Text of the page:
Disseminating Darwinism: The Role of Place, Race, Religion, and Gender Ronald L. Numbers, John Stenhouse

 Before Social Anthropology: Essays on the History of British Anthropology James Urry


Brains Trust: Science Communicator Dr Cecily Oakley

By Lindsey Gray – 3.5.16

Team Haswell asks School of Life and Environmental Science’s Science Communicator Dr Cecily Oakley about the Brain practical class she created partially inspired by the Haswell Museum’s amazing brain specimens.
How do the Haswell specimens help bring your work as a Science Communicator to life?
The Haswell Museum specimens help me show students a huge diversity of organisms which otherwise I’d be unable to share. We just don’t have access to the live animals. They also give me the ability to show more than one example of the same type of animal. I can show the small but interesting and important variations that exist between individuals of the same species.
The collection also has lot’s of preserved organs and dissections of organ systems, like the brains. I’m able to use these to help students conduct comparative analyses. It’s great to be able to show them how the same structure, like a brain, can differ in size and shape across the animal groups because of evolution.

Haswell’s salt-water crocodile (Crocodylus porous) skull and a historic Haswell alligator brain specimen. In life the two animal’s bodies would have been about the same size.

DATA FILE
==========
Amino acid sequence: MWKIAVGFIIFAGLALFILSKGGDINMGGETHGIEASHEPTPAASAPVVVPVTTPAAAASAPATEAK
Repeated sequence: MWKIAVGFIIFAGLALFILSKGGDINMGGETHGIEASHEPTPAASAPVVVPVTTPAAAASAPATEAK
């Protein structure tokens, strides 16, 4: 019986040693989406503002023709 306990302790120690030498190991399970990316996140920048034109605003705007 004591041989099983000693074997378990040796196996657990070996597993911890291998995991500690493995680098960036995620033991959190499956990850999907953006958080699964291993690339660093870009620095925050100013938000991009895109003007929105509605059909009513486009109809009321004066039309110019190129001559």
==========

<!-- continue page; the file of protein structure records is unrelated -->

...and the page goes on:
Who did you create the brain practical class for?

I created this for year 11 students interested in undertaking tertiary studies. They come along to the University for a day to “try before they buy”. Everyone likes a dissection, so I created a lamb’s brain dissection practical class. I use brain specimens from the Haswell Musuem as well to get across that comparative anatomy message. It is great being able to show the students the alligator and the horse brain. Both these animals are about the same size, but the alligator brain is comparatively tiny (and also very smooth). I get asked whether the alligator brain is from a juvenile or a baby alligator, but no! Their brains are just tiny. It is really interesting to see how the students react. It’s great being able to use the specimens as a way to open up discussions about the evolution of intelligence in animals. 

Why did you create a practical class about brains?